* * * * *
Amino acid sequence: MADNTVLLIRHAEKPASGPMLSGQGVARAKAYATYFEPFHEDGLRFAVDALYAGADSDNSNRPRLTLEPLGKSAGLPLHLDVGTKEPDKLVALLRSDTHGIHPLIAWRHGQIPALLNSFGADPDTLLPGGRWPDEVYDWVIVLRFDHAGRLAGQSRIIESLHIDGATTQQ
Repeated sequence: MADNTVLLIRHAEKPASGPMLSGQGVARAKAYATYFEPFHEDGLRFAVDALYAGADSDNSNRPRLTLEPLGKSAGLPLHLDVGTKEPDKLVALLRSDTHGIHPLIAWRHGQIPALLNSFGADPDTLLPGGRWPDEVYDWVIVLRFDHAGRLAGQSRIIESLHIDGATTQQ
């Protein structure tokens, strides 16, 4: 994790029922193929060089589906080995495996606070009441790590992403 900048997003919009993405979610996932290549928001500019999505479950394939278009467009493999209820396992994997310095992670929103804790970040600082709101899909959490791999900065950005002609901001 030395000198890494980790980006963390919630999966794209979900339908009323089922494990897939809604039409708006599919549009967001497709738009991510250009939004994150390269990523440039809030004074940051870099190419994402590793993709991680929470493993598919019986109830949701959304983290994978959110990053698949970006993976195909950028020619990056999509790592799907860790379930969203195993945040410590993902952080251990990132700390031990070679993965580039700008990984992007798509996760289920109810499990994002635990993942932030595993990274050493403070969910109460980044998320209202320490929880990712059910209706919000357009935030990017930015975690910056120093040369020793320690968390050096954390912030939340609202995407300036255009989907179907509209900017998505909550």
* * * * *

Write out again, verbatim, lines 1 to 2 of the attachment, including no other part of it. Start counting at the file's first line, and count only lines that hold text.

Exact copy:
Amino acid sequence: MADNTVLLIRHAEKPASGPMLSGQGVARAKAYATYFEPFHEDGLRFAVDALYAGADSDNSNRPRLTLEPLGKSAGLPLHLDVGTKEPDKLVALLRSDTHGIHPLIAWRHGQIPALLNSFGADPDTLLPGGRWPDEVYDWVIVLRFDHAGRLAGQSRIIESLHIDGATTQQ
Repeated sequence: MADNTVLLIRHAEKPASGPMLSGQGVARAKAYATYFEPFHEDGLRFAVDALYAGADSDNSNRPRLTLEPLGKSAGLPLHLDVGTKEPDKLVALLRSDTHGIHPLIAWRHGQIPALLNSFGADPDTLLPGGRWPDEVYDWVIVLRFDHAGRLAGQSRIIESLHIDGATTQQ